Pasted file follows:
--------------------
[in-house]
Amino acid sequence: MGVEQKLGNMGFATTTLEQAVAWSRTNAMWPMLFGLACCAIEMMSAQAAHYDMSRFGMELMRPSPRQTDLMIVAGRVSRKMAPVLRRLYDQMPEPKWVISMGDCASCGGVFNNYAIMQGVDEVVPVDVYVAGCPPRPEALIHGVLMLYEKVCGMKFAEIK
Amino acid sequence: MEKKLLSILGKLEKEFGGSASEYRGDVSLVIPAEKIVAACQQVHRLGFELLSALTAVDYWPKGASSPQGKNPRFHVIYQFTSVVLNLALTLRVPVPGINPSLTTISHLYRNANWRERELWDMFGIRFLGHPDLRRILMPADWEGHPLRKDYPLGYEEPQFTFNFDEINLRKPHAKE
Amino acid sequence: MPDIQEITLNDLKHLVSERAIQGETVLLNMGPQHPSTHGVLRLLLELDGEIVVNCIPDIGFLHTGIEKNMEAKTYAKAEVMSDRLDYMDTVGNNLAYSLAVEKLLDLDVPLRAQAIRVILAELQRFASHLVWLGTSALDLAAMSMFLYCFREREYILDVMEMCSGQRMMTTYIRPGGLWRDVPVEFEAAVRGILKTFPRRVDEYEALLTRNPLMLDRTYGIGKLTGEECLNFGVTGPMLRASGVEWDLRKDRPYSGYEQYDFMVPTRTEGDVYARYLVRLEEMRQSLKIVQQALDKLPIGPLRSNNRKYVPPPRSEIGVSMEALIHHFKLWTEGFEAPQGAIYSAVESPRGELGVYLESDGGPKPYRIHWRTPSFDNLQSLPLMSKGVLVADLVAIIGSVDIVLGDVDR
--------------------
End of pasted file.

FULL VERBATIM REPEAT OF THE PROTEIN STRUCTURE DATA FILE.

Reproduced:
[in-house]
Amino acid sequence: MGVEQKLGNMGFATTTLEQAVAWSRTNAMWPMLFGLACCAIEMMSAQAAHYDMSRFGMELMRPSPRQTDLMIVAGRVSRKMAPVLRRLYDQMPEPKWVISMGDCASCGGVFNNYAIMQGVDEVVPVDVYVAGCPPRPEALIHGVLMLYEKVCGMKFAEIK
Amino acid sequence: MEKKLLSILGKLEKEFGGSASEYRGDVSLVIPAEKIVAACQQVHRLGFELLSALTAVDYWPKGASSPQGKNPRFHVIYQFTSVVLNLALTLRVPVPGINPSLTTISHLYRNANWRERELWDMFGIRFLGHPDLRRILMPADWEGHPLRKDYPLGYEEPQFTFNFDEINLRKPHAKE
Amino acid sequence: MPDIQEITLNDLKHLVSERAIQGETVLLNMGPQHPSTHGVLRLLLELDGEIVVNCIPDIGFLHTGIEKNMEAKTYAKAEVMSDRLDYMDTVGNNLAYSLAVEKLLDLDVPLRAQAIRVILAELQRFASHLVWLGTSALDLAAMSMFLYCFREREYILDVMEMCSGQRMMTTYIRPGGLWRDVPVEFEAAVRGILKTFPRRVDEYEALLTRNPLMLDRTYGIGKLTGEECLNFGVTGPMLRASGVEWDLRKDRPYSGYEQYDFMVPTRTEGDVYARYLVRLEEMRQSLKIVQQALDKLPIGPLRSNNRKYVPPPRSEIGVSMEALIHHFKLWTEGFEAPQGAIYSAVESPRGELGVYLESDGGPKPYRIHWRTPSFDNLQSLPLMSKGVLVADLVAIIGSVDIVLGDVDR